Wednesday, March 11, 9987


Many of us feel as though we’re being judged by others or ourselves.  Are we accomplished enough?  Pretty enough?  Intelligent enough?  Strong enough?  Rich enough?  Popular enough?  Do we measure up?  Have we earned enough self-worth?

That’s the perpetual problem: self-worth.  If we are not accomplished, pretty, intelligent, strong, rich or popular enough, we feel as though we are flawed.  Wrong.  Guilty.

Self-worth is an idea born of judgment.  Assessing our or someone else’s “worth” is just our ego’s attempt to feel better about itself by inflating itself or deflating others.  When we put our ego aside, we simply enjoy life, and the idea of self-worth doesn’t even come up.

Who is to say that beauty, intelligence, physical strength, money, popularity or accomplishment make one “worth” something?  What “value” do we have in an existential sense, and how is that value increased by worldly characteristics and deeds?  What currency is used to determine one’s “value”?  Is there a cosmic dollar?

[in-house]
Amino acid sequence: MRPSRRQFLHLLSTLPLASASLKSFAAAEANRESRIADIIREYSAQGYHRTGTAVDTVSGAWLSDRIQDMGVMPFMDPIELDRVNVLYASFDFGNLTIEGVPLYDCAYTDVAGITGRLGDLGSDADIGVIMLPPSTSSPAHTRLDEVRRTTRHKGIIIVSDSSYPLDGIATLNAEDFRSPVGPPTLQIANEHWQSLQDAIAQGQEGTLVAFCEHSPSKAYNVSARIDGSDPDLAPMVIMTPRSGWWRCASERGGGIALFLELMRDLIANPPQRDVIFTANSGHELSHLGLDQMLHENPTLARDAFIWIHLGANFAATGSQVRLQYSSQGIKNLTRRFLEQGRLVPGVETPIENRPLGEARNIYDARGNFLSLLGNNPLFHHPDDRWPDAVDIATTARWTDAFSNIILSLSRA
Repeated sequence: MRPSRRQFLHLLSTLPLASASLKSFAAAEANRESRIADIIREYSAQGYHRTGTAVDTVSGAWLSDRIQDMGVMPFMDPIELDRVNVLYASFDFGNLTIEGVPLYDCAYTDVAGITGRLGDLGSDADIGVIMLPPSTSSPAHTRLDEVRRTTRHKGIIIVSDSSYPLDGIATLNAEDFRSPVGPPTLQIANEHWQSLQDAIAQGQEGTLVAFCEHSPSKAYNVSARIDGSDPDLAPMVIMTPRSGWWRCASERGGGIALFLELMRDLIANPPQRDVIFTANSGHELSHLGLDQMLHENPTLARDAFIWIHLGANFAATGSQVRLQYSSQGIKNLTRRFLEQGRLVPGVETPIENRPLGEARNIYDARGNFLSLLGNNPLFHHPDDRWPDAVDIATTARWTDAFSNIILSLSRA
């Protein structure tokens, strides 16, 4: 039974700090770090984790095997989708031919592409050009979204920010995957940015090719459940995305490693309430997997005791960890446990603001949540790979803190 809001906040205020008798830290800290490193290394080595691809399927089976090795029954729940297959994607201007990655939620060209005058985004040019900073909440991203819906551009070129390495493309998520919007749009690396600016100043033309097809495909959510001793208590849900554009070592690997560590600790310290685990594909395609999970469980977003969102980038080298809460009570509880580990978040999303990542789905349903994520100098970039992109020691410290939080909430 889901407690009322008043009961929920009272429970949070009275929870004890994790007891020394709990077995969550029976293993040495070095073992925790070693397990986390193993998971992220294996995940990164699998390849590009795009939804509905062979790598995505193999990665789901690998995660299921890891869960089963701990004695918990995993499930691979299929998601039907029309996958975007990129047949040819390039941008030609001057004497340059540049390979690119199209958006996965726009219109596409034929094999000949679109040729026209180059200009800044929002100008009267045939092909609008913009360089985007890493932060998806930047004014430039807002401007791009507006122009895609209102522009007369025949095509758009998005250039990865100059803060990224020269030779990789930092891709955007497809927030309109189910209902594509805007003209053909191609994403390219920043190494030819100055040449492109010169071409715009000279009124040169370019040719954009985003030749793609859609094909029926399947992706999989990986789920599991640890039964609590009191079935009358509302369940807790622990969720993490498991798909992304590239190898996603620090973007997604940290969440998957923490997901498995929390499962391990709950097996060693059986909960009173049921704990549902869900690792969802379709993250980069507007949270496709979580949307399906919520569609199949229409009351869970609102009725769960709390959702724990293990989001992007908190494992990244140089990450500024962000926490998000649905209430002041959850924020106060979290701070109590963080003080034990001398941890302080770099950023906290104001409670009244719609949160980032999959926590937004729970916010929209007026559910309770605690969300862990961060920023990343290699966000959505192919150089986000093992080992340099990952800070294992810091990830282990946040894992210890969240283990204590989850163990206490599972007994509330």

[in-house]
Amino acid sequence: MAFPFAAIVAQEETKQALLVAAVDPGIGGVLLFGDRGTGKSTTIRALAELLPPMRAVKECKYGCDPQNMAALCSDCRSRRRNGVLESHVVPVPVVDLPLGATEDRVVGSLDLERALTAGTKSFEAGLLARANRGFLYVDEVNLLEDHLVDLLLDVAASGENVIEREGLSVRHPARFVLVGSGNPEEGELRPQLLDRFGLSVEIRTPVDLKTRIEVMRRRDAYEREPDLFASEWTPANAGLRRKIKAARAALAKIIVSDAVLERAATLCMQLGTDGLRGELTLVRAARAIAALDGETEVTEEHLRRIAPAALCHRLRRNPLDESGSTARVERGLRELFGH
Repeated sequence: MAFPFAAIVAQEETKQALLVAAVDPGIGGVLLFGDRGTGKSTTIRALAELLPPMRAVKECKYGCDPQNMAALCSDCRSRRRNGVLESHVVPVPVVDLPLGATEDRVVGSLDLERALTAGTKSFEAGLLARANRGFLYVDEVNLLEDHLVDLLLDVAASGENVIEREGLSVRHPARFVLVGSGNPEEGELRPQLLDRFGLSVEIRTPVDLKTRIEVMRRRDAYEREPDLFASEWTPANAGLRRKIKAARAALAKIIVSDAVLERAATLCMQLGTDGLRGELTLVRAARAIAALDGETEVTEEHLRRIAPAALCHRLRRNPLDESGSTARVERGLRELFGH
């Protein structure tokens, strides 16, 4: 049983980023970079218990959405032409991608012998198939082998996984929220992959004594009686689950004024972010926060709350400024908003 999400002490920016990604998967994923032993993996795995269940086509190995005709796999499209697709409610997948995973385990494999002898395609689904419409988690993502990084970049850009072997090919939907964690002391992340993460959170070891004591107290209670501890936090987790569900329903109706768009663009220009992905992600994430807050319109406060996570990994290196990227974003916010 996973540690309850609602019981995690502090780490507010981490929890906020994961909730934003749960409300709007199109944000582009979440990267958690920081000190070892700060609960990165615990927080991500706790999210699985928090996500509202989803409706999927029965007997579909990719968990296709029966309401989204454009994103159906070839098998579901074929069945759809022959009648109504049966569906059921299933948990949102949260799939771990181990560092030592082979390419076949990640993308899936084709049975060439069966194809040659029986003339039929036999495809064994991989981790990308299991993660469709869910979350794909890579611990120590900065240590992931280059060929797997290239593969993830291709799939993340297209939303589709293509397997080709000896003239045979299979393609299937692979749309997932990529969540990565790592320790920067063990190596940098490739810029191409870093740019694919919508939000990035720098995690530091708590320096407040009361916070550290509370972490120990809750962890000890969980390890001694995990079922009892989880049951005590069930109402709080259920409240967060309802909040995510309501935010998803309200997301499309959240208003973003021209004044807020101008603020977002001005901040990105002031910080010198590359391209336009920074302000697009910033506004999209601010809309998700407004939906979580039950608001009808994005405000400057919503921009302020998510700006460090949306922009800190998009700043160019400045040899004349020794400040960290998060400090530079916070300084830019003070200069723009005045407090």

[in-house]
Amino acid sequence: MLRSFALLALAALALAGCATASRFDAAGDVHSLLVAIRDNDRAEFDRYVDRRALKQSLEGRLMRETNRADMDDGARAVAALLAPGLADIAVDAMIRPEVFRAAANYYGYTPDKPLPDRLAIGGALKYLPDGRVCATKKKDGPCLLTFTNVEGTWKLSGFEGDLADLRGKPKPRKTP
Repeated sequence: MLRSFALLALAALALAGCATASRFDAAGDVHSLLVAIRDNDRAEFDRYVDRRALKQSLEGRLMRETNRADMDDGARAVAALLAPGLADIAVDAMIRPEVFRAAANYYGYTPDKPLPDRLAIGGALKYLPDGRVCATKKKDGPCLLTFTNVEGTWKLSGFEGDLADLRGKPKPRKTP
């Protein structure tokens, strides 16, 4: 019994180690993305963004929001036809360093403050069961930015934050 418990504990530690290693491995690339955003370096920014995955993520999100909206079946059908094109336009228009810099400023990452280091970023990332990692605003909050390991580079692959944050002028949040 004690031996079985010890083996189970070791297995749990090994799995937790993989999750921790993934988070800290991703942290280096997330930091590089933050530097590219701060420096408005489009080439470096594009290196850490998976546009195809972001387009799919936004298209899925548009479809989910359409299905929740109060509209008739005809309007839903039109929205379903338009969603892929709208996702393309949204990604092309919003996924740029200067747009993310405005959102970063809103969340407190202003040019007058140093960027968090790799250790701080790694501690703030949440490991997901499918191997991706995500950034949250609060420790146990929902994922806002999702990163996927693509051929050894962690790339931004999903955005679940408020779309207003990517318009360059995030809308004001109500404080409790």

Worth is not an inherent quality.  One simply exists; there is no “value” assigned.  Now, one might be “valuable” to society as a scientist, entertainer, soldier, etc, but that is only one’s utilitarian value to other people. 

Not only is self-worth an absurd notion, but all the things that we use to measure self-worth are temporary.  Accomplishments are from the past.  Looks fade.  Physical strength diminishes.  Wealth can be lost.  Mental faculties can deteriorate.  People’s opinions can change.  This is precisely why the “self” as most people define it is false: we endure after those things fade or disappear, so any self based on them is certainly not us.

We worry that the false self we perpetuate is not as good as the false selves that other people perpetuate.  We miss the natural calm and peace we could get by simply being, without comparing or competing.  We feel a constant need to perform, to impress, to improve, to outdo, so we can never accept who we are, the way we are, now.  And the more we try to improve the false self, the more reality we give it, that is, the more we fool ourselves into believing it’s real.